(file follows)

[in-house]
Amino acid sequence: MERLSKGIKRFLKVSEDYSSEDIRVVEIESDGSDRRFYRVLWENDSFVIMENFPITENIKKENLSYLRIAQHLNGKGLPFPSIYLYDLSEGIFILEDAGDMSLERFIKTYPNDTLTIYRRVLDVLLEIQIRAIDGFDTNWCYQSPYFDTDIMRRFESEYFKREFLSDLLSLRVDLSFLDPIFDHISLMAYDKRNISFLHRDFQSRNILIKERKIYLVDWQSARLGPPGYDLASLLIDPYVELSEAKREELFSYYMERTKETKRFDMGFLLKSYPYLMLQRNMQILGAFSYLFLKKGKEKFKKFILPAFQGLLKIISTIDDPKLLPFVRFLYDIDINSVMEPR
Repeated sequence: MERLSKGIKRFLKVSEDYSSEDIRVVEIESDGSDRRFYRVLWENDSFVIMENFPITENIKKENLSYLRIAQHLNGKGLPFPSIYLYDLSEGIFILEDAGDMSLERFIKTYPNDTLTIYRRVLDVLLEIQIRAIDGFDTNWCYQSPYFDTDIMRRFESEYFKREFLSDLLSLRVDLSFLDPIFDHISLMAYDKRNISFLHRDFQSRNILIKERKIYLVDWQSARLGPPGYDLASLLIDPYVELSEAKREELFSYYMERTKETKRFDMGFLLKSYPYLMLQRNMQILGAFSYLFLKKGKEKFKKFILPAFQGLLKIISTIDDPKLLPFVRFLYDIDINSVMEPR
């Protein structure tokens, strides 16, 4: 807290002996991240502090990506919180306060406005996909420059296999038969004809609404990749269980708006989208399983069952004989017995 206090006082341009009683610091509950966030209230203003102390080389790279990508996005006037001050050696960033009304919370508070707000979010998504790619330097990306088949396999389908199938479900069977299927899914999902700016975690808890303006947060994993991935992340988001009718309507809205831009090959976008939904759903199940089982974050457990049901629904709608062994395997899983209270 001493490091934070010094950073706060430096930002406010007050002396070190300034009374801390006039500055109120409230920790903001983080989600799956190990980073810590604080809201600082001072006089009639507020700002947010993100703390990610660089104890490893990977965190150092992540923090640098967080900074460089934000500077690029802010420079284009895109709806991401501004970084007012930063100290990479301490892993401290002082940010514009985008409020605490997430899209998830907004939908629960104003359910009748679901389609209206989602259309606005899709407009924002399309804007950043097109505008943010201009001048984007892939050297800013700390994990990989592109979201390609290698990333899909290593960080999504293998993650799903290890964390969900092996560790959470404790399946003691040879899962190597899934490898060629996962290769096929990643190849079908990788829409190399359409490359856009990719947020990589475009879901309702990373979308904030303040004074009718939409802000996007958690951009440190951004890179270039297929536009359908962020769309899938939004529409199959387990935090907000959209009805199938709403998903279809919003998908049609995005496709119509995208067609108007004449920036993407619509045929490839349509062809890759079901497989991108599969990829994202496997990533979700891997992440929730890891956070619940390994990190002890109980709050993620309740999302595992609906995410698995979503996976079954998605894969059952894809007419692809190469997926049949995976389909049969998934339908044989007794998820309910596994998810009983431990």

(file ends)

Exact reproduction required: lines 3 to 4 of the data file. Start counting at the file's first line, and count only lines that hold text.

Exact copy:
Repeated sequence: MERLSKGIKRFLKVSEDYSSEDIRVVEIESDGSDRRFYRVLWENDSFVIMENFPITENIKKENLSYLRIAQHLNGKGLPFPSIYLYDLSEGIFILEDAGDMSLERFIKTYPNDTLTIYRRVLDVLLEIQIRAIDGFDTNWCYQSPYFDTDIMRRFESEYFKREFLSDLLSLRVDLSFLDPIFDHISLMAYDKRNISFLHRDFQSRNILIKERKIYLVDWQSARLGPPGYDLASLLIDPYVELSEAKREELFSYYMERTKETKRFDMGFLLKSYPYLMLQRNMQILGAFSYLFLKKGKEKFKKFILPAFQGLLKIISTIDDPKLLPFVRFLYDIDINSVMEPR
């Protein structure tokens, strides 16, 4: 807290002996991240502090990506919180306060406005996909420059296999038969004809609404990749269980708006989208399983069952004989017995 206090006082341009009683610091509950966030209230203003102390080389790279990508996005006037001050050696960033009304919370508070707000979010998504790619330097990306088949396999389908199938479900069977299927899914999902700016975690808890303006947060994993991935992340988001009718309507809205831009090959976008939904759903199940089982974050457990049901629904709608062994395997899983209270 001493490091934070010094950073706060430096930002406010007050002396070190300034009374801390006039500055109120409230920790903001983080989600799956190990980073810590604080809201600082001072006089009639507020700002947010993100703390990610660089104890490893990977965190150092992540923090640098967080900074460089934000500077690029802010420079284009895109709806991401501004970084007012930063100290990479301490892993401290002082940010514009985008409020605490997430899209998830907004939908629960104003359910009748679901389609209206989602259309606005899709407009924002399309804007950043097109505008943010201009001048984007892939050297800013700390994990990989592109979201390609290698990333899909290593960080999504293998993650799903290890964390969900092996560790959470404790399946003691040879899962190597899934490898060629996962290769096929990643190849079908990788829409190399359409490359856009990719947020990589475009879901309702990373979308904030303040004074009718939409802000996007958690951009440190951004890179270039297929536009359908962020769309899938939004529409199959387990935090907000959209009805199938709403998903279809919003998908049609995005496709119509995208067609108007004449920036993407619509045929490839349509062809890759079901497989991108599969990829994202496997990533979700891997992440929730890891956070619940390994990190002890109980709050993620309740999302595992609906995410698995979503996976079954998605894969059952894809007419692809190469997926049949995976389909049969998934339908044989007794998820309910596994998810009983431990």